To add a line to the table, do this:
ip addrlabel add prefix $PREFIX label $LABEL
… substituting your own values for $PREFIX and $LABEL of course. You can also delete and replace lines – for more information, read the man page on the ip program.
In theory, modifying the file /etc/gai.conf should work as well. All the doco says that the contents of /etc/gai.conf will be used to control source and destination address selection. In reality, /etc/gai.conf is used only to control destination address selection. Using the ip program will definitely work, but it does mean that to make changes permanent, you will have to script them and make sure the script runs at boot time. For some more information – including a script that will do most of the heavy lifting for you – see this article.
Now to an example. Let’s say you are using ULA. The default source selection table used by Rule 6 doesn’t make any distinction between ULA and non-ULA addresses. That means that if a host with a ULA address sends a packet to an external global address, the ULA address may be chosen as the source. This would be bad, as ULA addresses are for internal use only and will be dropped by your border gateway routers. It’s also very unlikely, as Rule 8 (“longest matching prefix”) will probably cause a global address rather than a ULA address to be selected as the source address.
However, the other half of this issue is that the host with a ULA address may choose a non-ULA source address when sending to an internal host. While this will work, it’s certainly not what you want.
We can fix both problems by adding a line with a new label to the source address selection table
This line will match ULA source addresses and ULA destination addresses. The result will be that ULA addresses will be selected as the source addresses for packets being sent to other ULA addresses, and will NOT be selected for packets being sent to non-ULA addresses. The latter will continue to match the standard catch-all ::/0 prefix.
Note that the label value used here, “10”, is in no way special. It just has to be a value that is not already used in the table. If some other line uses “10” already, just choose some other value.
Now let’s say that you have a host with a globally routable address which has been registered with a licence server. Later you add ULA addressing (and make the above modification to the source selection table), and all internal communications start happening using ULA addresses. The problem is that now your host can’t get its licence, because the licence server doesn’t accept the ULA address.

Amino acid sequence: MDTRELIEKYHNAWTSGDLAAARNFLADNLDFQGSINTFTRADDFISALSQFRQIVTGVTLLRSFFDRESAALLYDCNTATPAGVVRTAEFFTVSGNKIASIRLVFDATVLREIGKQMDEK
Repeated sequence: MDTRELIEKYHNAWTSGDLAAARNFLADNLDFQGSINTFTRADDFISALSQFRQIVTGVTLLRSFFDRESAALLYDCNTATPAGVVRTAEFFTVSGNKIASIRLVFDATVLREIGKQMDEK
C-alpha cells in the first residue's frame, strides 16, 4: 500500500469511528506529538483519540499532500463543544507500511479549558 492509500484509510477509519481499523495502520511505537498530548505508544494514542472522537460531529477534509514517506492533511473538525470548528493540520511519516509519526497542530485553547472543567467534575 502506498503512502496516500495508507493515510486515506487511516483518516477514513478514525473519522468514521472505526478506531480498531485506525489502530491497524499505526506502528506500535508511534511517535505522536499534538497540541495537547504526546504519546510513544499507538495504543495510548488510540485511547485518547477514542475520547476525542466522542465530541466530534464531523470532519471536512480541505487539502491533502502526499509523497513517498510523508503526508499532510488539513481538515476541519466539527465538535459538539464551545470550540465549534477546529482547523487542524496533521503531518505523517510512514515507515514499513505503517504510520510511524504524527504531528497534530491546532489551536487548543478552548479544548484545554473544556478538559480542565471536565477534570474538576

What is needed is a specific “rule” just for the single destination address, that of the licence server. Assuming the licence server is on 2001:db8:0:100::27 and the global address of your host is 2001:db8:0:200::90, you could add these lines to the source address selection table:
2001:db8:0:100::27/128 99 2001:db8:0:200::90/128 99
The destination address will match the first line and the desired source address will match the second line, so packets from the host to that specific destination will use that specific source address.
As with the previous example, the actual value “99” is not special. Just make sure that there is no existing label with that value, and (in this case) that the value used is the same for both the new lines.
Technique Three: Prefer privacy addresses
This technique is for the specific case where you want to use privacy addresses as the source addresses. Recall that according to the standard, privacy addresses will NOT be selected as source addresses (Rule 7). Recall also that the standard requires that this default be able to be reversed.
Some operating systems do not follow the standard, and instead select privacy addresses “out of the box”. Others follow the standard. Consult the documentation for your operating system to find out how to configure it to select (or not select) privacy addresses over stable addresses.
In Linux, it can be accomplished using sysctl. This configures the use of privacy addresses for eth0:
sysctl -w /proc/sys/net/ipv6/conf/eth0/use_tempaddr=2
To make the change permanent, add this line to /etc/sysctl.conf:
The value “2” means “use privacy addresses, and prefer them as source addresses”. If for some reason you want to use privacy addresses but still prefer non-privacy addresses, use “1” instead. And to disable the use of privacy addresses, use “0”.
You will need to disable and re-enable IPv6 for the changes to take effect. The simplest way is to reboot the host. Alternatively, do this:
sysctl -w /proc/sys/net/ipv6/conf/eth0/disable_ipv6=1 sysctl -w /proc/sys/net/ipv6/conf/eth0/disable_ipv6=0